Simon's Bookcase

Reviews from Lord Taylor of Glencoe

The Rats

The Rats: James Herbert, October 22—24, 2016
My rating: ♦♦♦◊◊

ratsJames Herbert’s debut novel, The Rats, is set in the London slums which sees an outbreak of giant mutant rats. The victims who aren’t mauled to death by the dog-sized vermin have a painful death from infection ahead.

The story’s introduction comprises several one-chapter vignettes which are carbon copies of each other: generic unsuspecting victim(s) are brutally killed by rats that can’t possibly be that big. After the first incident, you’re kind of waiting for the gory bit because it’s not worth investing in a character that’s about to be lunch.

The story proper gets going when the authorities enlist the help of our protagonist – a teacher and striving, unbitten witness – to tackle the issue. Quite why the high school teacher remains so prominent is rather unfathomable. It’s your classic idiot plot: the contrivance of Harris’s ongoing role is on the basis that the entirety of the government officials and scientists are incompetent.

Harris plays a crucial role in one of the book’s only genuinely exciting sequences: the school siege. Here, Harris has to think about actual strategies to address the problem, and the tension is at a peak. Tonally and literally, it’s a departure from the oh-so-dull pattern that is repeated everywhere else.

Herbert’s reported social commentary goal (the authorities don’t care about the poor folk) can be inferred but it’s not clear. Such readings come easier to those that sympathise with that view and interpret accordingly. It’s a bit like saying biologists don’t like pandas because they’re getting wiped out.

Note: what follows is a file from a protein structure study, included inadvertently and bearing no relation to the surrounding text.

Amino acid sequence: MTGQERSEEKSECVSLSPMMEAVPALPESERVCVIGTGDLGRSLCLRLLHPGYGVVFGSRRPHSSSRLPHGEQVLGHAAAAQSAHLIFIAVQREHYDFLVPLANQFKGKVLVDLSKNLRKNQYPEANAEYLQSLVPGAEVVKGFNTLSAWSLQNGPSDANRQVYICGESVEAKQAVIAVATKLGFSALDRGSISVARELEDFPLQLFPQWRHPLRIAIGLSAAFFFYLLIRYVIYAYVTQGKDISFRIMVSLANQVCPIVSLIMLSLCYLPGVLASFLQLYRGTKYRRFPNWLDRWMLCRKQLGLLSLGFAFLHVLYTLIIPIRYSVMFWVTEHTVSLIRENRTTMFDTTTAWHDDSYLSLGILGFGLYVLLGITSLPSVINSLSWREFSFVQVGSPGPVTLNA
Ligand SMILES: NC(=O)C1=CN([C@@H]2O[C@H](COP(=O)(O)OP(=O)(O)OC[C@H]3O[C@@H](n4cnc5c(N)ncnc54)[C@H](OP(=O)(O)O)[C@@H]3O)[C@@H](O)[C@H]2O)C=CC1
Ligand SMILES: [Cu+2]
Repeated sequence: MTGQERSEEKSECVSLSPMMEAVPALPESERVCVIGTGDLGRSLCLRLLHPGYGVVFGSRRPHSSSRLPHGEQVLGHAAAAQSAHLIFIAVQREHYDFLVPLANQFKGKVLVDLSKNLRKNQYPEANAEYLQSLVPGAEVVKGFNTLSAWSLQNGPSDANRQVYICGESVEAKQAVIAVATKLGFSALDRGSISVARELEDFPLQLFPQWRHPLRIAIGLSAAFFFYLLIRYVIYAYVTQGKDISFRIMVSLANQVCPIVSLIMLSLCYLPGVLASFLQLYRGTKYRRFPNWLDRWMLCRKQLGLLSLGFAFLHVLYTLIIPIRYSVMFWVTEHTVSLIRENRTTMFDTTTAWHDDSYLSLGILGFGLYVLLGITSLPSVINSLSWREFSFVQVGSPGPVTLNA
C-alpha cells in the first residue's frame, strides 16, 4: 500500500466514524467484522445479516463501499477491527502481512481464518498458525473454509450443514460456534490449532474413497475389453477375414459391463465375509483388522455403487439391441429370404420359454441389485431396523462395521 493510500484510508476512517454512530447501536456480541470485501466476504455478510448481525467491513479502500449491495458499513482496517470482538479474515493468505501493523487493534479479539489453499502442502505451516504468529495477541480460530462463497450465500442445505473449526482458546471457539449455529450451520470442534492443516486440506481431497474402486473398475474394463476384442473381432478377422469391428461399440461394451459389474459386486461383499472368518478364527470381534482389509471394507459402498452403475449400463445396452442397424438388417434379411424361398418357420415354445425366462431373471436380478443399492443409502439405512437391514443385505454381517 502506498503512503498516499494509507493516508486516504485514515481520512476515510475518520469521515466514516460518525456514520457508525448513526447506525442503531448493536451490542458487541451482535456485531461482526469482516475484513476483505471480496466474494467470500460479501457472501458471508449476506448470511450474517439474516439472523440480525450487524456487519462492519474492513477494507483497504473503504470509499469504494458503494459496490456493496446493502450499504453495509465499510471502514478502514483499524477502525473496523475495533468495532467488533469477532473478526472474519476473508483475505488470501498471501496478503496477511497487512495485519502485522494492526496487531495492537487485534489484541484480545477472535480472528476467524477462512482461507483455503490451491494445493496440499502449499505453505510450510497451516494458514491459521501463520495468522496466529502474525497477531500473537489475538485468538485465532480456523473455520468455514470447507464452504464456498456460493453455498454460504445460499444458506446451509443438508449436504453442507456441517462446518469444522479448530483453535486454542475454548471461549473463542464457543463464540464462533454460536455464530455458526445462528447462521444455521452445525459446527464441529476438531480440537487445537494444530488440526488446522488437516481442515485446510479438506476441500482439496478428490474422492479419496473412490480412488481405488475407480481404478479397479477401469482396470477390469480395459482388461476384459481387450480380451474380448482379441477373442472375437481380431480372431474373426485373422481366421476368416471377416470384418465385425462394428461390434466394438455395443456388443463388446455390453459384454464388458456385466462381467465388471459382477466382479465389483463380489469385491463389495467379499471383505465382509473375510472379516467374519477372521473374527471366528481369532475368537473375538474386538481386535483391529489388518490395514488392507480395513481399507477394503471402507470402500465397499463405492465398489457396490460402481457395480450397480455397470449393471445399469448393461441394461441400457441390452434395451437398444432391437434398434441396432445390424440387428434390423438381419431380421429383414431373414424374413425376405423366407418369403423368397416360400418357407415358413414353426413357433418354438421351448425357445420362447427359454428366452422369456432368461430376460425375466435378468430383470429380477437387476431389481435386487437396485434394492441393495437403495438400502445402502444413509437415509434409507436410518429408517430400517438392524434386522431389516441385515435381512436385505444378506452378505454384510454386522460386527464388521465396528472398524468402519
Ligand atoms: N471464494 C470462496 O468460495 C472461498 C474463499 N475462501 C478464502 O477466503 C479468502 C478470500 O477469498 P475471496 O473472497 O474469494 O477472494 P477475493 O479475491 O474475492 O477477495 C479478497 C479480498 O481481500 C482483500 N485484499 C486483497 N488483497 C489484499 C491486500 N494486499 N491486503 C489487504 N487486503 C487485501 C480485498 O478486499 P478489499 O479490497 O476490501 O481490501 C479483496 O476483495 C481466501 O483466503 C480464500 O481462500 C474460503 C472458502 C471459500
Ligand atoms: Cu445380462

The creepy, intelligent, large and lethal rats are genuinely creepy but the plot is so bogged down with repetitive inanity that the potential of the novel is lost somewhere in the mischief.

(Note: I did have to Google what a group of rats is called. A mischief. We got a fact out of it.)


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This entry was posted on October 24, 2016 by in 3 star and tagged .

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@Queen_UK Adolf Hitler agatha christie Alan Clements Alastair Campbell Aldous Huxley Aleksandr Orlov Alex Shaffer Andrew Neiderman Anthony Burgess Arthur Miller Bateman Ben Brooks Ben Elton Bram Stoker Bret Easton Ellis C.J. Cherryh Carolyn Jess-Cooke Charles Dickens Chuck Palahniuk Dan Brown Dante Alighieri dashiell hammett david baldacci David Brin David Glattauer David Kirkpatrick David Line David Tennant David Wolstencroft Dylan Jones E.L. James Edgar Allen Poe Emilia Fox Eoin Colfer Erica Spindler Frank Peretti Gabrielle Lord Gareth Roberts Geoff Ryman George Orwell George R. R. Martin George W. Bush Gillian Flynn Gillian Slovo Graham Greene Guy Piran Harper Lee Harriet Lane Herman Koch Ian Rankin J.K. Rowling Jack Thorne Jacqueline Rayner James Herbert James Patterson Jasper Fforde Jeff Green Jeff Kinney Jeffrey Archer Jem Lester Jenny Robson Jeremy Clarkson Jerry B. Jenkins Jim Thompson John Crowther John Green John Grisham John Tiffany John Verdon Jonas Jonasson Judith Kerr Juliana Foster Justin Richards Kaci Hill Karen Levine Keeley Bolger Louis Walsh malorie blackman Marissa Meyer Mark Haddon Mark Z. Danielewski Martin Sixsmith Mary Higgins Clark Mary McNamara Matt Haig Matthew Ravden Michael Berry Michael Connelly Michael Morpurgo Michael Quirke Miguel de Cervantes Mike Lancaster Morris Gleitzman Morton Rhue Neil Sinclair Nick Hornby Nick Page Patricia Cornwell Patricia Stotley Patrick Ness Paula Hawkins Paul Johnston Peter James Phil Allcock R.J. Palacio Rachelle Dekker Raymond Chandler Richard Bachman Robert Louis Stevenson Robert Ludlum Robin Cook Robin Kirkpatrick sandra brown Sebastian Beaumont Sharon Osbourne Stella Rimmington Stephen Cole Stephen King Steve Lookner Steve Lyons Stuart MacBride Sue Townsend Suzanne Collins ted dekker Terry Pratchett Tim LaHaye Tim Randall Todd Strasser Tom Avery Tom Bower Tom Cain Tom Hoyle tony blair William Golding William P. Young William Shakespeare